What do "investors" think? Nothing I guess.
Nobody can figure out if digital distribution will take at all. There are just so many disadvantages too. I am honest and I say I cannot figure it out.
But I do know that digital distribution is just not possible today. Games are huge and downloading takes a long time, hard disks are way too small now. Wiiware has a 30mb size limit..
So digital is not a threat until the next gen arrives. Remeber what Iwata said? 3 or 5 or 8 years.. Of course I don't give a shit on what Iwata says but fact is that neither Microsoft nor Sony has made a profit on their consoles so far. So they will try to prolong the current gen ("at least 10 years", bla bla). Natal and that Sony motion controller will hit the market soon enabling totally different games. A big indication that next gen is years away.
Then we have the console manufacturers running into compatibility problems. We already have digital distribution (although only for "casual" and crap games, interesting indie stuff and catalogue titles). Consumers will demand that all their acquired digital downloads run on the next gen too. If not many will not switch as the type of games that are digitally distributed now are exactly the type of games that will not profit from more hardware power.
With next gen and digital distribution for AAA games being years away there is no reason to be afraid. Digital will not take over the whole industry because we still have Nintendo, a company dependent on controlling its hardware platform and so sceptical to digital distribution, we still have the consoles themselves, hardware addons etc. so retail is here to stay.
Although with much less market share. But less market share in an industry that will grow over the next 5 years will probably mean the same revenue for retail as now. There won't be any growth though.
Gamestop is a value investment. Hope they will get it right and recognize that there isn't any growth left and stop opening new stores.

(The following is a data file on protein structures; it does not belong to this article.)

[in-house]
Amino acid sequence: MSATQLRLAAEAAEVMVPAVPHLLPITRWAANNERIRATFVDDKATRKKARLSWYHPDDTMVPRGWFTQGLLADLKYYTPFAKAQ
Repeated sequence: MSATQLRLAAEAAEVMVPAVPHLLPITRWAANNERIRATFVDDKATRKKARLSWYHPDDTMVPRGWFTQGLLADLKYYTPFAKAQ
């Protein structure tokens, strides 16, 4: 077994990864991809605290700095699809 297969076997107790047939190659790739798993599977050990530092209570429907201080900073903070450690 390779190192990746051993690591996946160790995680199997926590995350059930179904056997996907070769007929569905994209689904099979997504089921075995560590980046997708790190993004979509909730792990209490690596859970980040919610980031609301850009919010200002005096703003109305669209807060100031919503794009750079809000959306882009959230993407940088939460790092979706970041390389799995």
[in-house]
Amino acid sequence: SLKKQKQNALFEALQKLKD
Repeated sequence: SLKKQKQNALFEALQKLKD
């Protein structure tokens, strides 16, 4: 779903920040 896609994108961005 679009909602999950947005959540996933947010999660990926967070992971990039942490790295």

So far I don't own any Gamestop shares..
I think you're arguing semantics. The benefit EA and others have with the digital model through areas like Live is no COG's, direct contact with consumers and therefore improved products, no physical distribution costs, and in the case of iTunes, total flexibility in pricing.
Steam has around 70% of the PC market and no, GME doesn't have near enough cash to buy them. The platform holders own the portal to their gamers and GME will never ever get a cut of that, except for the low margin scraps from points cards. This is not a market where GME can set up a store and take business. It can't happen on the consoles or the iPad.
As for GME's plans, I thought GameFly would have been a great fit. They could have earned money on the inventory they currently have sitting idle. I also wonder what if any plans they'll have for digital, since they set up a new office in California and created a new exec position last summer, and so far we've seen nothing. It shouldn't take this long to decide who to acquire and do it.
Jester: GME already is an owner of a digital publisher, Jolt OnLine gaming. It's for browser games but the same business, publishing\distributing, video games as Steam. Someday when you buy from Steam you might be buying from GME.